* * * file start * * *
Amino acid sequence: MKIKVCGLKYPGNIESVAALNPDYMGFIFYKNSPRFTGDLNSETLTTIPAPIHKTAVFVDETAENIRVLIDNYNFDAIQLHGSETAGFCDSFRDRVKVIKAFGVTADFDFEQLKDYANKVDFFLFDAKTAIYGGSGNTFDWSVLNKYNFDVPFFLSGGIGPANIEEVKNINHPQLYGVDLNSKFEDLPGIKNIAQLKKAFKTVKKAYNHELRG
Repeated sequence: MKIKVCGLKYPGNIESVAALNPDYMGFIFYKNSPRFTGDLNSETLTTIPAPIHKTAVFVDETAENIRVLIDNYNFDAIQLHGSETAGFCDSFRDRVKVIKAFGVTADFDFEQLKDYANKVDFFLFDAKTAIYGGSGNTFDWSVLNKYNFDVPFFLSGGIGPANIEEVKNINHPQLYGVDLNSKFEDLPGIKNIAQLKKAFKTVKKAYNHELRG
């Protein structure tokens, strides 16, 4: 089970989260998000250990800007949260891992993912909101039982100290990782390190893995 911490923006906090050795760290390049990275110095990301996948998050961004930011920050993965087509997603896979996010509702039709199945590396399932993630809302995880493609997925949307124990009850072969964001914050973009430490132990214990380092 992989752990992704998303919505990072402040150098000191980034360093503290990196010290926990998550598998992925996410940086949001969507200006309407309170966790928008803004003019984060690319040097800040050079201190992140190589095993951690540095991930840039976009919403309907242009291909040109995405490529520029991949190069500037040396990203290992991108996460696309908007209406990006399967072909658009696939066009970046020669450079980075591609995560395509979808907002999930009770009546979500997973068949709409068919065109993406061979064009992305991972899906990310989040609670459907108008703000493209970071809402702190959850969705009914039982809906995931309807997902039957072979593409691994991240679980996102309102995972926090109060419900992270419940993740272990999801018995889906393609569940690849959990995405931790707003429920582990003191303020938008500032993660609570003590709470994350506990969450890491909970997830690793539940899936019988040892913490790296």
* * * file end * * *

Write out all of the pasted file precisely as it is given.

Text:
Amino acid sequence: MKIKVCGLKYPGNIESVAALNPDYMGFIFYKNSPRFTGDLNSETLTTIPAPIHKTAVFVDETAENIRVLIDNYNFDAIQLHGSETAGFCDSFRDRVKVIKAFGVTADFDFEQLKDYANKVDFFLFDAKTAIYGGSGNTFDWSVLNKYNFDVPFFLSGGIGPANIEEVKNINHPQLYGVDLNSKFEDLPGIKNIAQLKKAFKTVKKAYNHELRG
Repeated sequence: MKIKVCGLKYPGNIESVAALNPDYMGFIFYKNSPRFTGDLNSETLTTIPAPIHKTAVFVDETAENIRVLIDNYNFDAIQLHGSETAGFCDSFRDRVKVIKAFGVTADFDFEQLKDYANKVDFFLFDAKTAIYGGSGNTFDWSVLNKYNFDVPFFLSGGIGPANIEEVKNINHPQLYGVDLNSKFEDLPGIKNIAQLKKAFKTVKKAYNHELRG
């Protein structure tokens, strides 16, 4: 089970989260998000250990800007949260891992993912909101039982100290990782390190893995 911490923006906090050795760290390049990275110095990301996948998050961004930011920050993965087509997603896979996010509702039709199945590396399932993630809302995880493609997925949307124990009850072969964001914050973009430490132990214990380092 992989752990992704998303919505990072402040150098000191980034360093503290990196010290926990998550598998992925996410940086949001969507200006309407309170966790928008803004003019984060690319040097800040050079201190992140190589095993951690540095991930840039976009919403309907242009291909040109995405490529520029991949190069500037040396990203290992991108996460696309908007209406990006399967072909658009696939066009970046020669450079980075591609995560395509979808907002999930009770009546979500997973068949709409068919065109993406061979064009992305991972899906990310989040609670459907108008703000493209970071809402702190959850969705009914039982809906995931309807997902039957072979593409691994991240679980996102309102995972926090109060419900992270419940993740272990999801018995889906393609569940690849959990995405931790707003429920582990003191303020938008500032993660609570003590709470994350506990969450890491909970997830690793539940899936019988040892913490790296």